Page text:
So the cups are essentially equipped with sound-activated circuits?
Thompson: Exactly. The nine LEDs in each cup are activated by changes in sound level. Algorithms are listening for decibel patterns, and the cup reacts visually in the moments corresponding to celebrations, excitement and high energy. A few different patterns of light are displayed accordingly.
How were the electronic components incorporated into the cup?
Thompson: The PCB is sandwiched between two injection-molded components. The base is a translucent Budweiser red to maximize the impact of the LEDs, and the cup itself is clear. We used a unique red PCB board to not only keep the total design on brand, but to camouflage the electronics.
How were the electronics secured so they wouldn’t separate from the body of the cup during distribution or use?
Thompson: The component sandwich locks together in a unique design that can’t be opened by the consumer without the use of a tool. This was a specific requirement of FIFA and required borrowing the best snap-fit technology known in the injection-molding industry. The cups had to be lighter than a cell phone, shatterproof and not come apart into small projectile components by human force.
What was the power source for the LEDs?
Thompson: The circuit is battery powered and lasts up to 36 hours, depending on use.
How were the cups customized for the different teams?
Thompson: The goal was a very high-quality collectors’ cup at the lowest possible price point, with the ability to have numerous graphic designs for this FIFA World Cup event, and into the future. The best way to do this was through conventional and digital printing of in-mold labels (IMLs).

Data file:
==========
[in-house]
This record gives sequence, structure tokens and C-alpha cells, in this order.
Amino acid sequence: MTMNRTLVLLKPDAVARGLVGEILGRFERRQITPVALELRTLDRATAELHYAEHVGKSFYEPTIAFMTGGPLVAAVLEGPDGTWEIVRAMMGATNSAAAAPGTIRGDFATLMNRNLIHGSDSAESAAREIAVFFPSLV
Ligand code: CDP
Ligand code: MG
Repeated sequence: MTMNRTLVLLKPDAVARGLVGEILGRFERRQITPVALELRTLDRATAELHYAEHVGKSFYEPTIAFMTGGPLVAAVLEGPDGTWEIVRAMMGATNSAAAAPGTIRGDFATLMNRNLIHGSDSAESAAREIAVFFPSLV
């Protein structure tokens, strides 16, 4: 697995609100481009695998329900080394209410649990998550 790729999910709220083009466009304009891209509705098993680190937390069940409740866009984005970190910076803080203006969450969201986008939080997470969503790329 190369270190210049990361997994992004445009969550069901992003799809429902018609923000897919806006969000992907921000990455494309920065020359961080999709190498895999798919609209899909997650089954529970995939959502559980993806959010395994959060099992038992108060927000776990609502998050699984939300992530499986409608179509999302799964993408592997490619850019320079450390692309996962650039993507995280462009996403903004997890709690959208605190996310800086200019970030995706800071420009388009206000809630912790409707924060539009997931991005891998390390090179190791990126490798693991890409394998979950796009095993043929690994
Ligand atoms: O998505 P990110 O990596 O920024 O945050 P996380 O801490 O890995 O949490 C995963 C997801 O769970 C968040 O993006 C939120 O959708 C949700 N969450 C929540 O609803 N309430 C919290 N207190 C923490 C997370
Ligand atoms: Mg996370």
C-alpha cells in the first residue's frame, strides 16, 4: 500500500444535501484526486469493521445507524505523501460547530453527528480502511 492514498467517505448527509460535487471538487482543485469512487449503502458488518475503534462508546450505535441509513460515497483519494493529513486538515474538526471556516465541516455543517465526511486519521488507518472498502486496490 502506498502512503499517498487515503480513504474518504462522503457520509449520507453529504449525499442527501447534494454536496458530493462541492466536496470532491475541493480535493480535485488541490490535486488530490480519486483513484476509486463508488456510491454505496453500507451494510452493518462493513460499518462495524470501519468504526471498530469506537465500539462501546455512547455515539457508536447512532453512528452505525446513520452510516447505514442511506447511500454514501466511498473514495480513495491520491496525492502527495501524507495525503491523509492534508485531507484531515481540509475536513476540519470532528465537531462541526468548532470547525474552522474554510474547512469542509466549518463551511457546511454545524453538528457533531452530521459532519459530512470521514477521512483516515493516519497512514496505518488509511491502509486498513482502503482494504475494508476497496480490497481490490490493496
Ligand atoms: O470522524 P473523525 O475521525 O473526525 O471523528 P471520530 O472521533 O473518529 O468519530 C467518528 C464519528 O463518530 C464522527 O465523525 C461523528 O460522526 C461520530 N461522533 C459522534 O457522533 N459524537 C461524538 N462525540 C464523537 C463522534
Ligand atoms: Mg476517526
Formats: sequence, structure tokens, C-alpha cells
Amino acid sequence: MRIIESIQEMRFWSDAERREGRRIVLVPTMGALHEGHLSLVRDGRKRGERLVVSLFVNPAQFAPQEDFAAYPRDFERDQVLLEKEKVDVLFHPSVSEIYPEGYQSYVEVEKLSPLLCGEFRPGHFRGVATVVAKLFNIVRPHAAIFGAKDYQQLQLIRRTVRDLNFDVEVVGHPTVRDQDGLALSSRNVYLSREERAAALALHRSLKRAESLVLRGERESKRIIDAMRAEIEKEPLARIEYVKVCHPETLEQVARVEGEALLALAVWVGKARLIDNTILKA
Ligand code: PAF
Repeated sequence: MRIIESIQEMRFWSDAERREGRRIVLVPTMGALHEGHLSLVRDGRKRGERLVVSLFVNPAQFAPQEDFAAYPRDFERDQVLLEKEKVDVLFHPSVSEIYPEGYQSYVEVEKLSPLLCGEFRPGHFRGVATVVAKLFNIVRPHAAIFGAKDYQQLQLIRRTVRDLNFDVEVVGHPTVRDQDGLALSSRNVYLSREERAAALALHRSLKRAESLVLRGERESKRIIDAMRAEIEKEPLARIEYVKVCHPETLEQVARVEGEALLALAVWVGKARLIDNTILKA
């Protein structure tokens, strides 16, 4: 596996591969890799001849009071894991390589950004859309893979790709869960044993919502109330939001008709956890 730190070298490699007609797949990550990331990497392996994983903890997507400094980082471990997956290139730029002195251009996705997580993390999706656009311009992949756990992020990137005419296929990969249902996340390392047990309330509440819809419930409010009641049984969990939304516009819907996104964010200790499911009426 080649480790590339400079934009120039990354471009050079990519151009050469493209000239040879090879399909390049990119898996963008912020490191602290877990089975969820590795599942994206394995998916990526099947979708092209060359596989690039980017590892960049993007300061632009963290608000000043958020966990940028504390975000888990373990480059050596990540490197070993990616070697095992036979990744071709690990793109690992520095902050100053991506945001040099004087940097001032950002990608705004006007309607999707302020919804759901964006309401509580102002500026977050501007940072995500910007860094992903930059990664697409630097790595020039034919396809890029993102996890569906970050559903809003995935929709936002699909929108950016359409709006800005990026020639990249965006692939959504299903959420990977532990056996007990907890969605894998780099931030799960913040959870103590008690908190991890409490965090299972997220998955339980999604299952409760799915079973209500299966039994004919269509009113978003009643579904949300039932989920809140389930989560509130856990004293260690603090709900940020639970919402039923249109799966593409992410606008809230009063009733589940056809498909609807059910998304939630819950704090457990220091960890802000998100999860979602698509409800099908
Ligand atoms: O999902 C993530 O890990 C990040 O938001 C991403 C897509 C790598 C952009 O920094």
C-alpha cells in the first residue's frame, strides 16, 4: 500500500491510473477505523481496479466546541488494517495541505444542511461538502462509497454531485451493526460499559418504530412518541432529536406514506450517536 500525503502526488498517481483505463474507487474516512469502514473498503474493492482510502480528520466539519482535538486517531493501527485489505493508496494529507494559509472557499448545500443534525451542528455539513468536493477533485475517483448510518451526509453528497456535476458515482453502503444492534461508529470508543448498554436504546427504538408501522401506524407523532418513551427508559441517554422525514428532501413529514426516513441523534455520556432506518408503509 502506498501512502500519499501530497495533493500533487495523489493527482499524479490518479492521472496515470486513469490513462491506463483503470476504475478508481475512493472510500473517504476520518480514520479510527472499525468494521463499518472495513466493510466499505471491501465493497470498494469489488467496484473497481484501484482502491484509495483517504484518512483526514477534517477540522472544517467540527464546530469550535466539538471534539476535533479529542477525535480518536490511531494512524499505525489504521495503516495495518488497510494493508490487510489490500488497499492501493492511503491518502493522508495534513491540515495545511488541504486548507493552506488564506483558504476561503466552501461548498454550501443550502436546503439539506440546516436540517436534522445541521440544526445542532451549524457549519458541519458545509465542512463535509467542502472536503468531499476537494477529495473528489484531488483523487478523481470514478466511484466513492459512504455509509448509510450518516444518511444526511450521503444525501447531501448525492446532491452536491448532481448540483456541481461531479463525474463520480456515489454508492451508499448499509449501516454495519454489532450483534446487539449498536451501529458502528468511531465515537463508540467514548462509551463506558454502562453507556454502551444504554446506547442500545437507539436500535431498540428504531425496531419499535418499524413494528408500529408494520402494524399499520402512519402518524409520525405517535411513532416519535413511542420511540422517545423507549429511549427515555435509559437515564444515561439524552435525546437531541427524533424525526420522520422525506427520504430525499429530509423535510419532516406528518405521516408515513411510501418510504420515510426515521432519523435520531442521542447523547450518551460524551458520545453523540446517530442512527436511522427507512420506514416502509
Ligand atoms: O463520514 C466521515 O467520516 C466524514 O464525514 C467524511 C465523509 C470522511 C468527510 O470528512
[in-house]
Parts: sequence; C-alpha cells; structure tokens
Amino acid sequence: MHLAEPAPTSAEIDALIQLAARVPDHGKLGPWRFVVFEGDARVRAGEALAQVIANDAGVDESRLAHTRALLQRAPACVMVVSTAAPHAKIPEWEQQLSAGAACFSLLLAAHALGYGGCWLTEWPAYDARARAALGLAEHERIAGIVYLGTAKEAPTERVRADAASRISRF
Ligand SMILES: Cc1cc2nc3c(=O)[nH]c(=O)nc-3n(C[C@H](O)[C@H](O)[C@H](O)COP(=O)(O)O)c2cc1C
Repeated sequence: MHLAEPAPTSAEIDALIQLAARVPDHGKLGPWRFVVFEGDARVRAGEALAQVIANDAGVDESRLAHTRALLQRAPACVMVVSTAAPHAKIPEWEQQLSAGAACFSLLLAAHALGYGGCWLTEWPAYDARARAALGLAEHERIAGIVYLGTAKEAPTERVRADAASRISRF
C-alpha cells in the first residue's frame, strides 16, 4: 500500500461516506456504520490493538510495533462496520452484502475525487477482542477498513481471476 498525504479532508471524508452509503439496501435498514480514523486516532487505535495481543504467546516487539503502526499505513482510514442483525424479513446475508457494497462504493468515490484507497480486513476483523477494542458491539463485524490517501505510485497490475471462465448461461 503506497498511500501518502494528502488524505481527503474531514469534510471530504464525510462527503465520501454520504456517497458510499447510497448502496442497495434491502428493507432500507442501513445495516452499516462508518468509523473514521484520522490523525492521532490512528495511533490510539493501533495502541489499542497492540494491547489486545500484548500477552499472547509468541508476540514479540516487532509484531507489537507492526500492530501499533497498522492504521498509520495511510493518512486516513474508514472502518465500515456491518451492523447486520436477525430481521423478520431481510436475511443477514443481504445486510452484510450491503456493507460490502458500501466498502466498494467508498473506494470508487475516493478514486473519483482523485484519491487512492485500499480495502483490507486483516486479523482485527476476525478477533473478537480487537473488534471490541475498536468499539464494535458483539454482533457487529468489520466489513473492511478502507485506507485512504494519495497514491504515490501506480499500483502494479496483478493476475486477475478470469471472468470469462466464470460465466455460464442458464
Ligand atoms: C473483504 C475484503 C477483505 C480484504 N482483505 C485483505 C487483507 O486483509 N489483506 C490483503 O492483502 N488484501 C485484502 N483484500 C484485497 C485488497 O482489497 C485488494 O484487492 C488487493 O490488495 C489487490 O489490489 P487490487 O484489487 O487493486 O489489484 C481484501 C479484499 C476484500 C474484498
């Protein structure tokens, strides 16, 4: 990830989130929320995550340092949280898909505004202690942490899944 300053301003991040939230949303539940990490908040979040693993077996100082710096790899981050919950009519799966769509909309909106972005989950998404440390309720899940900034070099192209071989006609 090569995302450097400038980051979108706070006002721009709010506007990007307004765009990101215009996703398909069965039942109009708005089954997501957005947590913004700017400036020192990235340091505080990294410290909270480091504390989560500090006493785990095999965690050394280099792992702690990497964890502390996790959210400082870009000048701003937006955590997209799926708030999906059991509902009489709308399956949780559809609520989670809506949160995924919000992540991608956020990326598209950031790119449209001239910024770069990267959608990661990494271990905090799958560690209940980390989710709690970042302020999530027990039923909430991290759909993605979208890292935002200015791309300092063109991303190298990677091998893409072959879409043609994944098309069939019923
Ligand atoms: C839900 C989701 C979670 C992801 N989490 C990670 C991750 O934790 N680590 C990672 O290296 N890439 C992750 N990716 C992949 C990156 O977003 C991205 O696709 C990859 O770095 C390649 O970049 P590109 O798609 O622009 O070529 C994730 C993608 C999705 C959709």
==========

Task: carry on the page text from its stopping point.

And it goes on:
For those not familiar with IMLs, the labels are made out of the same material as the cups, and the ink is inside-printed. When the injection mold is created, the ink is actually molded inside the cup wall, protected from the environment on both sides. This results in high-quality images, no scuffs/scratches and 360-degree graphics coverage for maximum graphic design freedom.
[Author’s note: In a separate project, GITEC used digital printing to produce a customized Budweiser bottle for each player on the winning team in the World Cup Final match, which was the France National Football Team. Each bottle was printed with the player’s name, and the bottles were placed in the athletes’ dressing rooms after the match for celebratory toasting.]
Were the LEDs different colors for the different teams, or all the same?
Thompson: Budweiser red for all! But the PCB design is flexible for future programs.
Were there any issues with cup disposal?
Thompson: We had collection and recycling activities in the stadiums. The cups also served as great collectors’ items for the World Cup fans.
What plastic is used to make the cups?
Thompson: Polypropylene. The clear cup design and label combination give an icy frosted design to the glass when filled with beer, to drive visual appeal. The polymer also keeps the beer colder longer, versus aluminum, during the game to enhance the experience. The material as well as the lip-edge design resulted in a very comfortable, pleasant experience.
Were the cups only distributed in Russia?
Thompson: The “Light Up The 2018 FIFA World Cup” integrated marketing campaign was executed in more than 50 countries, with more than 40 countries leveraging the cups. Half of the cups were sold in World Cup stadiums, and the other half went around the world.
Were they available in bars and restaurants? Could consumers buy the cups at retail, for home use?
Thompson: Yes, our marketing teams leveraged the cups in various programs around the globe, with each zone/country/region putting its own spin on it. The audio algorithms were optimized to function in various environments, including: bars, restaurants, dance floors and stadiums. Even in-home, for sofa watching.